Graphene, the material which forms layers of carbon atoms only one atom thick carbon, had a spectacular rise to fame as the subject of a 2010 Nobel Prize. However, similar thin-layer structures can also be formed by black phosphorous. Chemists at the Technical University of Munich (TUM) have developed a semiconducting material in which individual phosphorus atoms are replaced by arsenic. In a collaborative international effort, American colleagues have built the first field-effect transistors from the new material.
Continued scaling implies, say the TUM researchers, that the size of silicon transistors is reaching its physical limit. At the same time, consumers would like to have flexible devices, devices that can be incorporated into clothing and other wearables. Such considerations have stimulated a search for new materials that might one day replace silicon.
Black arsenic phosphorus might be such a material. Like graphene, which consists of a single layer of carbon atoms, it forms extremely thin layers. The array of possible applications ranges from transistors and sensors to mechanically flexible semiconductor devices. Unlike graphene, whose electronic properties are similar to those of metals, black arsenic phosphorus [natively] behaves like a semiconductor.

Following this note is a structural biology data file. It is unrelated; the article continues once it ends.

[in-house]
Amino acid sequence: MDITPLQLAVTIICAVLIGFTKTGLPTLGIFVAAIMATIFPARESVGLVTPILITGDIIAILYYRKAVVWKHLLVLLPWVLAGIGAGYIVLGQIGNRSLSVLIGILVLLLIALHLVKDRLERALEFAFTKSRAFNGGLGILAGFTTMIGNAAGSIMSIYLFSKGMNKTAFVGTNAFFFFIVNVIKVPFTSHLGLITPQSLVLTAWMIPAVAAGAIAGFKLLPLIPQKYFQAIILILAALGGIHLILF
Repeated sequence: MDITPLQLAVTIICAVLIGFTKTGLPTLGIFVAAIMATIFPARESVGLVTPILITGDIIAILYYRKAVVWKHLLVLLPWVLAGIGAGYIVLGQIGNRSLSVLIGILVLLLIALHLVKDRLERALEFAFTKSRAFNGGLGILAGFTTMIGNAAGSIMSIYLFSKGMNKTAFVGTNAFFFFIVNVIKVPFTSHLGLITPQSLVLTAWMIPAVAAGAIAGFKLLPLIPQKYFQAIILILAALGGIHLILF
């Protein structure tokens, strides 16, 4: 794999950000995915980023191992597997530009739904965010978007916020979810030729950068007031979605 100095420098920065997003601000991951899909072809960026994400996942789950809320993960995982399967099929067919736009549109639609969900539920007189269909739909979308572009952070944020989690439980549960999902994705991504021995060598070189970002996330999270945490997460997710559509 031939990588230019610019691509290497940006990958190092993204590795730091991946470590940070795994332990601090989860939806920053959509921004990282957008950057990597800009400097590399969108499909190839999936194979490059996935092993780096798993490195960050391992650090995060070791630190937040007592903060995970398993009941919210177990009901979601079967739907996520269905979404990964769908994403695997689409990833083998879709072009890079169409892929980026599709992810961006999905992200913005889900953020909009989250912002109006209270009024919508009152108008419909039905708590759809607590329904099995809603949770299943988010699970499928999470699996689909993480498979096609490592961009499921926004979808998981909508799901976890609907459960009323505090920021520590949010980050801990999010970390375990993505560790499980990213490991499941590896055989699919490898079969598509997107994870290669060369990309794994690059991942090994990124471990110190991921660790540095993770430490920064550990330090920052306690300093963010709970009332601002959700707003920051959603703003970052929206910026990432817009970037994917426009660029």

A cooperation between the Technical University of Munich and the University of Regensburg on the German side, and the University of Southern California (USC) and Yale University in the United States has now, for the first time, produced a field effect transistor made of black arsenic phosphorus.
The compounds were synthesised by Marianne Koepf at the laboratory of the research group for Synthesis and Characterisation of Innovative Materials at the TUM. The field effect transistors were built and characterised by a group headed by Professor Zhou and Dr. Liu at the Department of Electrical Engineering at USC.
The new technology developed at TUM allows the synthesis of black arsenic phosphorus without high pressure. This requires less energy and is cheaper. The gap between valence and conduction bands can be precisely